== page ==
To many people, "evolutionary psychology" implies "genetic determinism." This common error makes it hard to understand how there could be an evolutionary account of human creativity. Darwin proposed his theory of natural selection to account for the existence of complex order, such as the structure of the eye. Yet creativity implies the generation of novel, unpredictable, non-deterministic behavior—apparently the opposite of order. Whereas the eye's structure makes parallel light-rays converge to a point, creativity makes ideas diverge in all directions. Creativity seems too chaotic, both in its mental processes and its cultural products, to count as a biological adaptation in the traditional sense. So how could it have evolved?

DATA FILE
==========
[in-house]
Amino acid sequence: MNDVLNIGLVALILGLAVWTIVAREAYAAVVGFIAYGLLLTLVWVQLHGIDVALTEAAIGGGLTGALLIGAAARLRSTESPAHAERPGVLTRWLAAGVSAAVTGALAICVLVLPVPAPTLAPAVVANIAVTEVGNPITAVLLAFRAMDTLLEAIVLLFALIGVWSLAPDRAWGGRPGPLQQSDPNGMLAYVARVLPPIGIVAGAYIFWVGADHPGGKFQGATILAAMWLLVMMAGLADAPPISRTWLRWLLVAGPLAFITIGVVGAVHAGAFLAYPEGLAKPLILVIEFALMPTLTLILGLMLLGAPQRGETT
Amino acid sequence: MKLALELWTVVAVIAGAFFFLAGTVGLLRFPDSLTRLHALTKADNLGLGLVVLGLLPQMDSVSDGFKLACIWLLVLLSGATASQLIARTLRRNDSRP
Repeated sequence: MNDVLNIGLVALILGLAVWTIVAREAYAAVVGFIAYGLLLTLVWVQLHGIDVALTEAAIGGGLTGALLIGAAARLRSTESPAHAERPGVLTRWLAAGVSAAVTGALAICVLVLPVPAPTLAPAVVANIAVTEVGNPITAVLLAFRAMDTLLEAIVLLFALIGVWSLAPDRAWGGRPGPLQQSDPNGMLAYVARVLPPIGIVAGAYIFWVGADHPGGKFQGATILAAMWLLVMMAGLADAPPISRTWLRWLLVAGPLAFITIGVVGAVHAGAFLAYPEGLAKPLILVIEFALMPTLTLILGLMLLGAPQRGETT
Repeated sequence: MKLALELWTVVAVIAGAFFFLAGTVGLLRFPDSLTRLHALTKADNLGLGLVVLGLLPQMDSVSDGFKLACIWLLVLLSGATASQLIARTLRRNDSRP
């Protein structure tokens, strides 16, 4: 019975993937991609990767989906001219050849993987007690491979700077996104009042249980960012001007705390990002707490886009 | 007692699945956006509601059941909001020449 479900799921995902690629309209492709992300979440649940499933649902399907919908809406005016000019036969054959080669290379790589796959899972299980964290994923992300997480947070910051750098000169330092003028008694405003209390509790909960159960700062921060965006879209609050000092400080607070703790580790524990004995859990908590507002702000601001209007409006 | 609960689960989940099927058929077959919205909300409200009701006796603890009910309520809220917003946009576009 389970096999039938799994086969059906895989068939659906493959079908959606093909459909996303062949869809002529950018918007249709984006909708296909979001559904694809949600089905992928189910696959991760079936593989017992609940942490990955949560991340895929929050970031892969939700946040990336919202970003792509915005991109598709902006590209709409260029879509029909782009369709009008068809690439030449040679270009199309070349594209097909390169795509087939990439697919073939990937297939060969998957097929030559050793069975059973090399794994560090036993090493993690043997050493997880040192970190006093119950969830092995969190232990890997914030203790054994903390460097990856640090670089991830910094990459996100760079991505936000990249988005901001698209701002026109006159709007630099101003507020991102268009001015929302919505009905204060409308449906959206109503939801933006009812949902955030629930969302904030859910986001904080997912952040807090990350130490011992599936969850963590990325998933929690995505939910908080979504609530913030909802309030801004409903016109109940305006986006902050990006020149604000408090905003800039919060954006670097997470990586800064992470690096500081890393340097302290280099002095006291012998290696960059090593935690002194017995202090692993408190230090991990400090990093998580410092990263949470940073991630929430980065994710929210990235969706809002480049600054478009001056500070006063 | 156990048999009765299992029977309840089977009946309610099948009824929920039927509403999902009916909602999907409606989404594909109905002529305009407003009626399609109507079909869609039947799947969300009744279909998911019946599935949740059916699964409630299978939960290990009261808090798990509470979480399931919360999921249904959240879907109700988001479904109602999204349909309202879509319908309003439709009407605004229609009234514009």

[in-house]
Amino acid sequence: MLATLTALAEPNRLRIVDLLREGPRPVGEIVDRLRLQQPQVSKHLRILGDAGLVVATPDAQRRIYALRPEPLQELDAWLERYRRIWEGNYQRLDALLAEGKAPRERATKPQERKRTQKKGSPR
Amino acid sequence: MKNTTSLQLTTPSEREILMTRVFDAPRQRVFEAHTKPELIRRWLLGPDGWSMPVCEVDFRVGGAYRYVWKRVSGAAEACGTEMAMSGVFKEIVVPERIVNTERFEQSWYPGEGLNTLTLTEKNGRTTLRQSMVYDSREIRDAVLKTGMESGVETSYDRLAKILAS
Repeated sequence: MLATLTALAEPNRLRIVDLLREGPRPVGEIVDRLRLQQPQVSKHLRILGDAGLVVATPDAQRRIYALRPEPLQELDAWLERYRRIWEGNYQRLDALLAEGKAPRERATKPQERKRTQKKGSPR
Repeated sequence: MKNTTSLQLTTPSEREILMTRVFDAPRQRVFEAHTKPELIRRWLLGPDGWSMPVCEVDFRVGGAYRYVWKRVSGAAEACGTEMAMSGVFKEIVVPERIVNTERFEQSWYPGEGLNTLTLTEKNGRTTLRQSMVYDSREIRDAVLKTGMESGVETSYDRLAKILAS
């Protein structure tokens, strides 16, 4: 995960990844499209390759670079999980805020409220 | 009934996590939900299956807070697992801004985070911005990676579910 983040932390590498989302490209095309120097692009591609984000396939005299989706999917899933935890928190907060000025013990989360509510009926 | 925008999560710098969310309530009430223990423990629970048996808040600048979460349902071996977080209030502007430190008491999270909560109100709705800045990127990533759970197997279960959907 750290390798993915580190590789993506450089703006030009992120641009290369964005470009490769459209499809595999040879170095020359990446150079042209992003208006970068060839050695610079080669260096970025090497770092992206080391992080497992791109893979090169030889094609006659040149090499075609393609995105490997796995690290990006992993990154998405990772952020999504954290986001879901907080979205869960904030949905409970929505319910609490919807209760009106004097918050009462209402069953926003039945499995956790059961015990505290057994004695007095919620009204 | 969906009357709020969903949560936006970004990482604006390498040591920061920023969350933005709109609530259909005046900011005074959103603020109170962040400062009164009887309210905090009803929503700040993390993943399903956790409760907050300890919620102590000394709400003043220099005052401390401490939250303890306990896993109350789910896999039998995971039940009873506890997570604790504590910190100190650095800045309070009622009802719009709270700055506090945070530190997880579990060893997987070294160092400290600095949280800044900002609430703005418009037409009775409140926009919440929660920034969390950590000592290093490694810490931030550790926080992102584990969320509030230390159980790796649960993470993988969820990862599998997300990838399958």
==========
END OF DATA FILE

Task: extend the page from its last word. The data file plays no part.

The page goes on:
This chapter reviews how evolution favors unpredictable behavior in many animals, and suggests that these capacities for randomness may have been amplified into human creativity through sexual and social selection. We shall see that behaviors are often randomized by evolutionary design, not by accident. Creativity is not just a side-effect of chaotic neural activity in large brains: it evolved for a reason, partly as an indicator of intelligence and youthfulness, and partly as a way of playing upon our attraction to novelty. By understanding how natural selection can favor unpredictable strategies in competitive situations, we may better understand how sexual selection could favor the benign unpredictability of creativity and humor in courtship.
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